He had no idea about actual numbers for North Carolina, though he expected the same principle would hold true here as well, even if the state doesn’t monitor the issue.

Of course, some tolls may be better designed and more effective for local traffic demands than others.

Not everyone agrees that tolls are a good idea. AAA, which advocates for motorists, recognizes that some tolls are inevitable but discourages their use and doubts that they are always necessary.

“AAA believes that while a toll-free system is preferred, tolls can be used with appropriate and necessary motorist protections in certain circumstances for new and existing corridors,” AAA spokeswoman Tiffany Wright told CPP.

“We support the continued evaluation of alternative transportation funding solutions, including tolling. Sometimes rush hour traffic is simply unavoidable, but if you have the ability to schedule work and errands around heavy traffic, that’s obviously the best way to avoid congestion.”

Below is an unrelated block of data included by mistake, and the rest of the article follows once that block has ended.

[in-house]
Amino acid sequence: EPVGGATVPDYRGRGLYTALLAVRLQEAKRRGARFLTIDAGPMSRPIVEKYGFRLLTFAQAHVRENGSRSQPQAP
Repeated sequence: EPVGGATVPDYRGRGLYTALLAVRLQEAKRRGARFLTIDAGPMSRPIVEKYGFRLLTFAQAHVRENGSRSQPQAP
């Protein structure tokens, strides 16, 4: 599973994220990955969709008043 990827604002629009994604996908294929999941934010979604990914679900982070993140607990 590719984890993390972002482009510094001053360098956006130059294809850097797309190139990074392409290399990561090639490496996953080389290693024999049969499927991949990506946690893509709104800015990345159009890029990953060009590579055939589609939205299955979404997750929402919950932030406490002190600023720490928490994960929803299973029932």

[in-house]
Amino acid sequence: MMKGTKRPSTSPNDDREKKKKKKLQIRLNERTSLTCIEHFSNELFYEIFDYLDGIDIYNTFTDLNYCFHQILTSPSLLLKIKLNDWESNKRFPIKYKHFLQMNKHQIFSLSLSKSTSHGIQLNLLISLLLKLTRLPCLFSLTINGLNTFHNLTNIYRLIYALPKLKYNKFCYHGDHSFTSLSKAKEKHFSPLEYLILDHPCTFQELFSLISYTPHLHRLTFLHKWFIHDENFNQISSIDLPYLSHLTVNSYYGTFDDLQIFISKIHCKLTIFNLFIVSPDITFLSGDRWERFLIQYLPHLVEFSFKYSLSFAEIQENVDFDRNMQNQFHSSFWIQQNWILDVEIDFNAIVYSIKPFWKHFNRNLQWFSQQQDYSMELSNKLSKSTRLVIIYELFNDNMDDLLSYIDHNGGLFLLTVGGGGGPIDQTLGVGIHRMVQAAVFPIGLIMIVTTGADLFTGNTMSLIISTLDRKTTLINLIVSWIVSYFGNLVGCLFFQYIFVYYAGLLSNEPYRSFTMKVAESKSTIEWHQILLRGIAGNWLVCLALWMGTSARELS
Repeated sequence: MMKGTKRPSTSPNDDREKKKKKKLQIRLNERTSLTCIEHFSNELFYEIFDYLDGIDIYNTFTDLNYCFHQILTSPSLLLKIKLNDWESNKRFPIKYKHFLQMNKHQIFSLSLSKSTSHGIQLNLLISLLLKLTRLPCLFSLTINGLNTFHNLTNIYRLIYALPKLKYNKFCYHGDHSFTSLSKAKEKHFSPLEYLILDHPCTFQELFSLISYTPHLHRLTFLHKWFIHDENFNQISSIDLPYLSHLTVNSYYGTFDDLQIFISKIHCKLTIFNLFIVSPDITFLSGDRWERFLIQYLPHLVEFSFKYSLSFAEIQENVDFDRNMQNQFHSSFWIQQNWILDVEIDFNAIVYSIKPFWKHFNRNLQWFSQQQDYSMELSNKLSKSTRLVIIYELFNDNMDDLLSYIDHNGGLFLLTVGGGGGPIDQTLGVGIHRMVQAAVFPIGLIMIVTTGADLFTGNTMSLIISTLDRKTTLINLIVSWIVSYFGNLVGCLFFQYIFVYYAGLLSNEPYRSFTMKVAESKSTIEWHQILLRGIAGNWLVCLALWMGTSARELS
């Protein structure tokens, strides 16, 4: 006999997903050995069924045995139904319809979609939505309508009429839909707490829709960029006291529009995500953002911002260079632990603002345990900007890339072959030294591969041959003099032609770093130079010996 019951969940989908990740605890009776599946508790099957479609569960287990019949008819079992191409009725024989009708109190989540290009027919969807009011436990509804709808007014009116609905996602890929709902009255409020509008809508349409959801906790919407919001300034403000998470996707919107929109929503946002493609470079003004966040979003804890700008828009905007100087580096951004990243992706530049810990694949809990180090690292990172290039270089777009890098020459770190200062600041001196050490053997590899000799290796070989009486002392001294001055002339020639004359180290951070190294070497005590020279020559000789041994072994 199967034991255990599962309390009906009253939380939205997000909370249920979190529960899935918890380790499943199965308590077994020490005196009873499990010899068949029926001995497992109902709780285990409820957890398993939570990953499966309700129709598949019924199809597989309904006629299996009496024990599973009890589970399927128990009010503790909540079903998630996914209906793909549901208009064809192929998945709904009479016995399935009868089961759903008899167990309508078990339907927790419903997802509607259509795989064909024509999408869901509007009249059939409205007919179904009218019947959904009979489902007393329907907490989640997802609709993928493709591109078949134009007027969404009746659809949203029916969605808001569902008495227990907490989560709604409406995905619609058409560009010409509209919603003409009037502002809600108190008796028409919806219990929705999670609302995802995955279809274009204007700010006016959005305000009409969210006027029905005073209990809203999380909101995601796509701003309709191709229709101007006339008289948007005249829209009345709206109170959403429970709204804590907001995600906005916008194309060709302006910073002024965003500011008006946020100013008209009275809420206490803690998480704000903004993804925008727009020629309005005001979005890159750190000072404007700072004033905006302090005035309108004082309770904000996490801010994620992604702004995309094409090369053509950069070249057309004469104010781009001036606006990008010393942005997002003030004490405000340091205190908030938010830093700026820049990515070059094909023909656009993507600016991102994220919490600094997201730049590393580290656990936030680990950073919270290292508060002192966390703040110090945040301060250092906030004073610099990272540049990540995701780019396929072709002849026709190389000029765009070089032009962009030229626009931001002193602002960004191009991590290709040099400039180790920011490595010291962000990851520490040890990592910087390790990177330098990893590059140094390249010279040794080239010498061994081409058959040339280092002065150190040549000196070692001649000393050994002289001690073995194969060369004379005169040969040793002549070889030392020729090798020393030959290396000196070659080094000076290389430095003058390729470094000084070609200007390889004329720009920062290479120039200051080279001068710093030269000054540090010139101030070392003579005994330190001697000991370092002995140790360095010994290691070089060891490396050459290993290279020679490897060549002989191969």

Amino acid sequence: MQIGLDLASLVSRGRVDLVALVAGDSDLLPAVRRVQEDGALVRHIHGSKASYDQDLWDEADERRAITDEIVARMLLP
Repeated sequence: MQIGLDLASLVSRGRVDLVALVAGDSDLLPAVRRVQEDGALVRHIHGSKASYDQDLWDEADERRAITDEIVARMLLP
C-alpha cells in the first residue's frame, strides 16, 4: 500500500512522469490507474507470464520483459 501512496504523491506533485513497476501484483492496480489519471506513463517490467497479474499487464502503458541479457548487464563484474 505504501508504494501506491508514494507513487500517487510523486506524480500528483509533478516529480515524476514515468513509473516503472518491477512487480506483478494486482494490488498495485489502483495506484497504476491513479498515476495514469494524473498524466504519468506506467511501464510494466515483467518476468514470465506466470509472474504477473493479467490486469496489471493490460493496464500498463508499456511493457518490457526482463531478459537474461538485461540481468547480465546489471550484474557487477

Looking ahead

North Carolina is one of the fastest-growing states in the country. Since the 2010 census, the state has gained nearly 850,000 new residents, according to Carolina Demography.

The largest population growth has similarly centered on the Research Triangle and Charlotte, Carolina Demography says.

The state also projects by 2030, around 20% more people will live in the Charlotte and Raleigh areas.

Krol, the economist, said rapidly growing areas will need to increase traffic capacity, but tolling should be part of the solution.

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“If you have a 20 percent population increase over the next 10 to 15 years, that’s a lot more cars on the road,” he said.

“I would still argue, you want to increase tolling.”


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Kate Martin

Kate Martin is lead investigative reporter for Carolina Public Press. Email her at kmartin@carolinapublicpress.org.